To Adie, With Love…

A young lady will ‘meet’ her great grandfather for the first time, thanks to a small tin box of flies and a good story teller. She has the story teller, her grandmother, my sister, and soon will have the flies, a small metal box of fishing flies, tied by the skilled hands of her great grandfather, four generations earlier.

Imagine, a family heirloom, of sorts, being passed down, not to a daughter, nor a granddaughter, but to a great granddaughter. Not a fancy piece of furniture, nor a sparkling broach, but flies. From one long-passed outdoorsman to a young vibrant outdoors woman, three generations removed.

My dad was an avid fisherman who enjoyed making his own lures. He turned wood dowels into ‘plugs’* on a lathe, and strung eels for surf fishing in the rough waters off the duned beaches of Cape Cod. He tied flies, lures that mimicked real flies, to attract trout in the placid ponds populating the rural countryside of central Massachusetts. He was proficient, passionate and a perfectionist about both skills, making the lures and catching the fish.

I kept his tin of flies, and other lures, upon his passing, some 40 years ago, as a reminder of the man. But these feathered and fuzzy creations go back even further in time, at least twenty years prior to his death. Hunched over a folding metal table, squinting through bifocals balanced on the end of his nose, and surrounded with the tools of his ‘art’, he meticulously hand crafted faux bugs to the smallest detail.

Supplied with an array of brightly covered feathers, buck tails, various size hooks, a vise to hold them and thread to join all the components tightly together, he would produce stunning replicas of the local insects that he hoped would help him land the next ‘big one’. A reference book of flies always lay open next to him as he meticulously tied them to the exact specifications, as outlined.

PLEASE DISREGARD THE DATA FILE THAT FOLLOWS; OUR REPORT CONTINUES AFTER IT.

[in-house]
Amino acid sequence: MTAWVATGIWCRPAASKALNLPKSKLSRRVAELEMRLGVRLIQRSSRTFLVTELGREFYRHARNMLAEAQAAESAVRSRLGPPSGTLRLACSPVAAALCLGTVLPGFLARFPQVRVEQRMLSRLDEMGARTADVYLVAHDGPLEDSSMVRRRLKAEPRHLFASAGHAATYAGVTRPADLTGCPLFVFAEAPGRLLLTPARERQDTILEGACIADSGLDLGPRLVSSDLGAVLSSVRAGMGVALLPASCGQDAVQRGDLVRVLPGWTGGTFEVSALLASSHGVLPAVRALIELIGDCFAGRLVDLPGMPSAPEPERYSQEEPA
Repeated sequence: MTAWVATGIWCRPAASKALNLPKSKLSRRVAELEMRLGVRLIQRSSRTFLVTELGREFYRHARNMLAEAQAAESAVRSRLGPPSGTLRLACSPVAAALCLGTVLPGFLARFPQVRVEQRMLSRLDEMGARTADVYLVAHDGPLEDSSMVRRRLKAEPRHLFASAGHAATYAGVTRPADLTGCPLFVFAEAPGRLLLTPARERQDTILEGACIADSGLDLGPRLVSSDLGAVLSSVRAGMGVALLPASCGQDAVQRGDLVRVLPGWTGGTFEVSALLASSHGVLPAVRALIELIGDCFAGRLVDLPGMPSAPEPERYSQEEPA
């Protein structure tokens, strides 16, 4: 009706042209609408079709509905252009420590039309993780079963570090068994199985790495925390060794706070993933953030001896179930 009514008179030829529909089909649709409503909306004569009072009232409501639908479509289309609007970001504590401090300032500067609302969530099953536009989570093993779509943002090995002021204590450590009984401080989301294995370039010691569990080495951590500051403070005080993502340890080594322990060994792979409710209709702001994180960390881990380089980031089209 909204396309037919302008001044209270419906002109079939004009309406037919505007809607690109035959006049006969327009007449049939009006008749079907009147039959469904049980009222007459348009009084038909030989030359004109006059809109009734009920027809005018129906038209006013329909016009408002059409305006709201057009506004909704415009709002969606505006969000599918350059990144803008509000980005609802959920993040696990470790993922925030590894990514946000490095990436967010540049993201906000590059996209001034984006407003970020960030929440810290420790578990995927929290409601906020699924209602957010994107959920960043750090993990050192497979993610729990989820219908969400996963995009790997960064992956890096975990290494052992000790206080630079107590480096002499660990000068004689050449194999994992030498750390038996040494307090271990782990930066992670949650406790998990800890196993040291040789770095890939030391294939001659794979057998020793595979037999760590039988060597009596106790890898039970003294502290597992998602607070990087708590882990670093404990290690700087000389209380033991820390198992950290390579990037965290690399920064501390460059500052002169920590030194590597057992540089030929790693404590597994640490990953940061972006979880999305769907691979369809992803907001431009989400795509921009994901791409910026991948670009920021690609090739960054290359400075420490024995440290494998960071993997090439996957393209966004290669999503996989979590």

This story isn’t about catching fish, though. It’s not about about tying flies, it’s about a man, his passion and preserving his love of the outdoors by gifting an ‘heirloom’. It’s about connecting with following generations to keep his story alive. And, it’s about love.

It’s very likely that if my dad was here today, then he, Adie and her dad would be at the closest fishing hole, enjoying the outdoors and each other’s company, maybe spinning yarns of ‘the one that got away’.

“Adie, I want you to have these flies. Use them to catch the big one!”

Love,

Great Grandpa Bottcher

Steve (srbottch.com)

February 2021

To Adie and avid young outdoors lovers, everywhere. ‘Keep a tight line’ and keep making memories.

And, to June, my big sister, Adie’s grandma


*Plug (Swimming Plug) – A hard plastic or wood artificial lure that is usually cast and retrieved or sometimes trolled.

“I’m That Guy!”

Lawn 2

As kids, summer evenings would often find my sister and me in the back seat of our box -like 50 something Chevy station wagon, windows cranked down for fresh air, enjoying a ride away from the city to surrounding towns. Our dad would steer us through upscale suburbs to see bigger homes, bigger cars and bigger garages. And, of course, bigger and more beautiful lawns than I’d ever seen.

While my sister and I sat as far apart as possible to avoid catching whatever big sisters and little brothers give each other when they accidentally touch, our mother swiveled her head left and right, giving us her simple  commentary.  With ‘oohs’ and ‘aahs’, she described the elegance of these sprawling homes and equally stunning landscaping. This must be paradise, I thought.

Our dad, however, took a different approach.  An avid sportsman who generally spent his leisure time in pursuit of, or preparation for, time on the water, fishing, lawn maintenance was a low priority.  He had little regard for the home owner who spent hours mowing, and he expressed himself succinctly…

“Look at him, you wanna be that guy?”

*